-Vegetarians tend to be slimmer than their meat eating counterparts. Vegans tend to be slimmer than both. However, though it's rare, there are such thing as fat vegans. These are the ones whose kitchens are stocked with margarine and oils and flours. They are the ones who fill up on cookies and shop mostly in the processed cookie and snack isles rather than the produce section. They overdo it on the ice creams and cakes. And, yes, vegan have ice creams, cakes and cookies. And, yes, they are delicious. But, if you are looking into the vegan diet for weight loss reasons,

-Don’t cook with oil or margarine. They are 100% fat. Fat calories get converted swiftly into fat on the body. Plus, they add loads of calories and fat with absolutely no nutrition to go along with it. They are empty calories and do nothing but add a ton of fat. It tastes absolutely no different if you sautee something for a recipe in water or vinaigrette or juice than if you were to sautee it in oil or margarine.

-Always do whole grain bread if you feel you can’t go without bread. I personally can’t have bread because it will land me in the hospital, but, for weight purposes, it’s kind of a blessing. Yes you can eat bread and stay thin. But flours, because they are grinded up, do tend to release more calories in the digestive system. Try, if you can, to have rice instead of bread.

-Whole Foods Market has an awesome bulk section at reasonable prices to stock up and have on hand such things as brown rice, quinoa, oats, buckwheat, etc. The list is literally endless.

-Walk some. A little exercise doesn’t hurt. Try 30 minutes a day or an hour four times a week. Then work your way up if you want.

I highly, highly suggest the book Eat to Live by Joel Fuhrman, M.D. for those interested in weight loss. Some other excellent books are Foods That Cause You to Lose Weight by Neal Barnard, M.D., and, for a entertainingly funny read as well as an informative one, Skinny Bitch by Rory Freedman and Kim Barnouin.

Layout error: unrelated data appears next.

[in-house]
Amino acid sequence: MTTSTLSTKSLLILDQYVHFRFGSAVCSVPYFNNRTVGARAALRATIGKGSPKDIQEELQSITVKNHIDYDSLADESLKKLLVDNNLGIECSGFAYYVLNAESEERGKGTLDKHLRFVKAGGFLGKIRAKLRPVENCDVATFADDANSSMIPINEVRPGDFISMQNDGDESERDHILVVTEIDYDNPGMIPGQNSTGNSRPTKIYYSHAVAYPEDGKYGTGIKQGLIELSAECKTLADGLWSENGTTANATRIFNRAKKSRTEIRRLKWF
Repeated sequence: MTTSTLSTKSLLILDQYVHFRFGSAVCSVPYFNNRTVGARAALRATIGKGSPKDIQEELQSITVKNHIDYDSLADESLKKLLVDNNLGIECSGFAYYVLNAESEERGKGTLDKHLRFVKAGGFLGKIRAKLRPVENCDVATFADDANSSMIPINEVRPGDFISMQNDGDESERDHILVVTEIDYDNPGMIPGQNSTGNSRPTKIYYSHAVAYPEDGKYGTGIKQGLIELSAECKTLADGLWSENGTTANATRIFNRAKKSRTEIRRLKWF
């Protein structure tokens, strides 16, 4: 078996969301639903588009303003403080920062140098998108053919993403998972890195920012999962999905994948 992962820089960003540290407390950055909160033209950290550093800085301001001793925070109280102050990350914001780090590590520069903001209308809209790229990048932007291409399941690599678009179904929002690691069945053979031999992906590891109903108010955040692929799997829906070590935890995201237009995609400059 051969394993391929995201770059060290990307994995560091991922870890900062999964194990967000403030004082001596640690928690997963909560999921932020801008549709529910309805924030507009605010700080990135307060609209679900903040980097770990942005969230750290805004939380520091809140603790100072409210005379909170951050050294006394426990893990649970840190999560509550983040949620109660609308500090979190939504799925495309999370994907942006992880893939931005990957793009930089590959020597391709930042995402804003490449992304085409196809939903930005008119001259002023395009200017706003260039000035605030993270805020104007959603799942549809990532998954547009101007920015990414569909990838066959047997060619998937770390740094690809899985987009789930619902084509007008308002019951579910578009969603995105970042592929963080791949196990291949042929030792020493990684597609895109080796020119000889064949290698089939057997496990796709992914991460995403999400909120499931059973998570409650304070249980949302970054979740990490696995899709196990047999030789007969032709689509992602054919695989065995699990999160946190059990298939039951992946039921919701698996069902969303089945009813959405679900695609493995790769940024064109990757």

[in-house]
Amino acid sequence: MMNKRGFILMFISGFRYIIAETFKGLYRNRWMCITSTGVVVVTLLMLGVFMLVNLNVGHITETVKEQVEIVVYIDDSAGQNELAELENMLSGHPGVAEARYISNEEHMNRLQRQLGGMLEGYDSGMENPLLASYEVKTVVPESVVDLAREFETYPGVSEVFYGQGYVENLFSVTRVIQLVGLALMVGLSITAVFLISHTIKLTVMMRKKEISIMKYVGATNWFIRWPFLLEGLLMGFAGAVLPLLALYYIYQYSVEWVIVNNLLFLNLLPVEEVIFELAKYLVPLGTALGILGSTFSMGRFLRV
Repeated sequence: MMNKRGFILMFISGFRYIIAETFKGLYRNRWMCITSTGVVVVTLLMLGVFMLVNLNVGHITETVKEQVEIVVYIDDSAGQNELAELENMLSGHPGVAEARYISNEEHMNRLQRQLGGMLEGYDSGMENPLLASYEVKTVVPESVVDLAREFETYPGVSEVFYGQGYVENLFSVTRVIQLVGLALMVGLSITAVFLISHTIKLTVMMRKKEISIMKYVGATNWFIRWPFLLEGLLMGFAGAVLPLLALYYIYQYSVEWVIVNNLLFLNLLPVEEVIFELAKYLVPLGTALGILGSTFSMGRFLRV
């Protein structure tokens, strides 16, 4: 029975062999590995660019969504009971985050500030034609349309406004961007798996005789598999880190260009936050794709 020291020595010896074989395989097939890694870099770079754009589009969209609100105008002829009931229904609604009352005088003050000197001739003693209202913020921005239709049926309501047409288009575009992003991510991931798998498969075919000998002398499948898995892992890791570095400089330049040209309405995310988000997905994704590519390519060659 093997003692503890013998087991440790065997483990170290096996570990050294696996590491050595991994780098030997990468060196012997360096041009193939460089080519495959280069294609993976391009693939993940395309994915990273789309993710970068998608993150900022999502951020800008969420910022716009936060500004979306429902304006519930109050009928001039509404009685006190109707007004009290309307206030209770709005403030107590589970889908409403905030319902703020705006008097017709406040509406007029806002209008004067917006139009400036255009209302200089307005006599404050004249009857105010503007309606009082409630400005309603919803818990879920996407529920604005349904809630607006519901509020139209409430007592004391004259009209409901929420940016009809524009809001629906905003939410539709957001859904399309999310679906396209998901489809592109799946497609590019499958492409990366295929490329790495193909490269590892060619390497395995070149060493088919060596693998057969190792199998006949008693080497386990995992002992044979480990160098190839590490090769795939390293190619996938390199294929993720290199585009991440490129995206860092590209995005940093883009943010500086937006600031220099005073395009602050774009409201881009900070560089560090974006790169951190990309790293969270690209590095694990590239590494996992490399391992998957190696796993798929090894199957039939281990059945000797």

Good luck!

Tuesday, July 3, 2007

Vegans: Far From Deficient

Best Vegan Protein Sources:
It’s important to note that everything has some protein (amino acids). Veg*n diets actually provide more than enough protein for the body. For further scientific study on this as well as the devastating effects of animal protein, I highly suggest reading The China Study by Dr. T. Colin Campbell, Ph.D. However, here are some of the best vegan protein sources:

Complete proteins include:
-Soy foods such as tofu, tempeh, miso and soy milk
-Sprouted seeds
-Grains, especially amaranth and quinoa
-Beans and legumes
-Spirulina and chorella (blue-green algae)

Common sources of specific amino acids are:
Histidine: Apple, pomogranates, alfalfa, beets, carrots, celery, cucumber, dandelion, endive, garlic, radish, spinach, turnip greens.
Arginine: Alfalfa, beets, carrots, celery, cucumbers, green vegetables, leeks, lettuce, potatoes, radishes, parsnips, nutritional yeast.
Valine: Apples, almonds, pomegranates, beets, carrots, celery, dandelion greens, lettuce, okra, parsley, parsnips, squash, tomatoes, turnips, nutritional yeast.
Tryptophan: Alfalfa, brussel sprouts, carrots, celery, chives, dandelion greens, endive, fennel, snap beans, spinach, turnips, nutritional yeast.
Threnoine: Papayas, alfalfa sprouts, carrots, green leafy vegetables such as celery, collards, kale, and lettuce (especially iceberg), lima beans, laver (Nori -- a sea vegetable).
Phenylalanine: Apples, pineapples, beets, carrots, parsley, spinach, tomatoes, nutritional yeast.
Methionine: Apples, pineapples, Brazil nuts, filberts, brussels sprouts, cabbage, cauliflower, chives, dock (sorrel), garlic, horseradish, kale, watercress.
Lysine: Apples, apricots, grapes, papayas, pears, alfalfa, beets, carrots, celery, cucumber, dandelion greens, parsley, spinach, turnip greens.
Leucine: Avocados, papayas, olives, coconut, sunflower seeds.